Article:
Homework: Files and Disk I/O

Read: readi, writei, fileread, filewrite, create, and dirlink, and code related to these calls in fs.c, bio.c, ide.c, file.c, and sysfile.c. For now you can ignore log.c (except for the modification explained below); whenever you see "log_write" you should pretend that log_write just calls bwrite with the same arguments.

Hand-In Procedure

You are to turn in this homework during lecture. Please write up your answers to the exercises below and hand them in to a 6.828 staff member at the beginning of lecture.

File and Disk I/O

Insert a print statement in log_write (in log.c) so that you get a print every time a block is written to disk:
  cprintf("log_write sector %d\n", b->sector);
Build and boot a new kernel and run these three commands at the shell:
  echo > a
  echo x > a
  rm a
  mkdir d
(Try rm d if you are curious; it should look much the same as rm a.)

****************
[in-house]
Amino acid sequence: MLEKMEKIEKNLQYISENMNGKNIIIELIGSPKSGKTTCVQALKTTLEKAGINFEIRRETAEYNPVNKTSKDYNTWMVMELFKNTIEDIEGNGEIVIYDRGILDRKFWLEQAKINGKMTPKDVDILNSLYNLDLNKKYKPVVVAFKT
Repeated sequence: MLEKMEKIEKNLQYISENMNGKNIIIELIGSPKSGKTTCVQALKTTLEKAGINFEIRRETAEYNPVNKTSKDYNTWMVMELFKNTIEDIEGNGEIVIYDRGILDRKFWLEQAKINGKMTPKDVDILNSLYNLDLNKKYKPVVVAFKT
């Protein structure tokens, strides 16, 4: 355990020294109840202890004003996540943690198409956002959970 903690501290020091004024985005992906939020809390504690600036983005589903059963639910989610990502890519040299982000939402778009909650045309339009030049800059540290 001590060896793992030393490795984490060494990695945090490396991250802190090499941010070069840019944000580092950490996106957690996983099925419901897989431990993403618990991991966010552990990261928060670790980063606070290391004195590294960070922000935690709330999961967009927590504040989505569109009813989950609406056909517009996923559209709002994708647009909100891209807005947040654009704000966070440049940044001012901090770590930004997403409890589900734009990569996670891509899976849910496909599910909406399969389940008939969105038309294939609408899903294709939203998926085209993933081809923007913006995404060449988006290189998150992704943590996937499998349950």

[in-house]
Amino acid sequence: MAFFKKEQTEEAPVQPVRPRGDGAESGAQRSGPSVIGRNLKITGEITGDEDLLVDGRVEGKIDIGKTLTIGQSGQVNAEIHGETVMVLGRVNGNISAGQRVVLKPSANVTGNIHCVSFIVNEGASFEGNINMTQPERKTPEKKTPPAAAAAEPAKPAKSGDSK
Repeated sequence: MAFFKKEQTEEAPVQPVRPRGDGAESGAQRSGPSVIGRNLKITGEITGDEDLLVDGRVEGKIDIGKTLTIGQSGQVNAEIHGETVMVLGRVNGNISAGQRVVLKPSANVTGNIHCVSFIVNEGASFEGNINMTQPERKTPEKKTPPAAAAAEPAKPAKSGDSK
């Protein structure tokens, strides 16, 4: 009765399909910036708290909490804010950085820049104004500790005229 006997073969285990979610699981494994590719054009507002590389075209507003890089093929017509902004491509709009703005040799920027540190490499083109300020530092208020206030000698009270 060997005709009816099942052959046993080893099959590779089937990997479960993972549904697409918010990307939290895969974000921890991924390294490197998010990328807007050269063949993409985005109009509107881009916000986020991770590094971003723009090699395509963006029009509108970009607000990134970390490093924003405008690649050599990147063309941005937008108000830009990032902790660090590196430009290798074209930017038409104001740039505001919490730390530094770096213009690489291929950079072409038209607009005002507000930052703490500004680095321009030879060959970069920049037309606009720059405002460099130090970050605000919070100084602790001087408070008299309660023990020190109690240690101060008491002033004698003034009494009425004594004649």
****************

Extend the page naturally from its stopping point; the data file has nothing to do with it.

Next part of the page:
You should see a sequence of log_write prints after running each command.

Submit: Record the list and annotate it with the calling function and what block is being written (for example, "file's i-node block", "file's data block", &c).

Hint: an easy way to get the name of the calling function is to add a string argument to log_write, edit all the calls to log_write to pass the name of the calling function, and just print it. You should be able to reason about what kind of block is being written just from the calling function.

You need not write the following up, but try to understand why each write is happening. This will help your understanding of the file system layout and the code.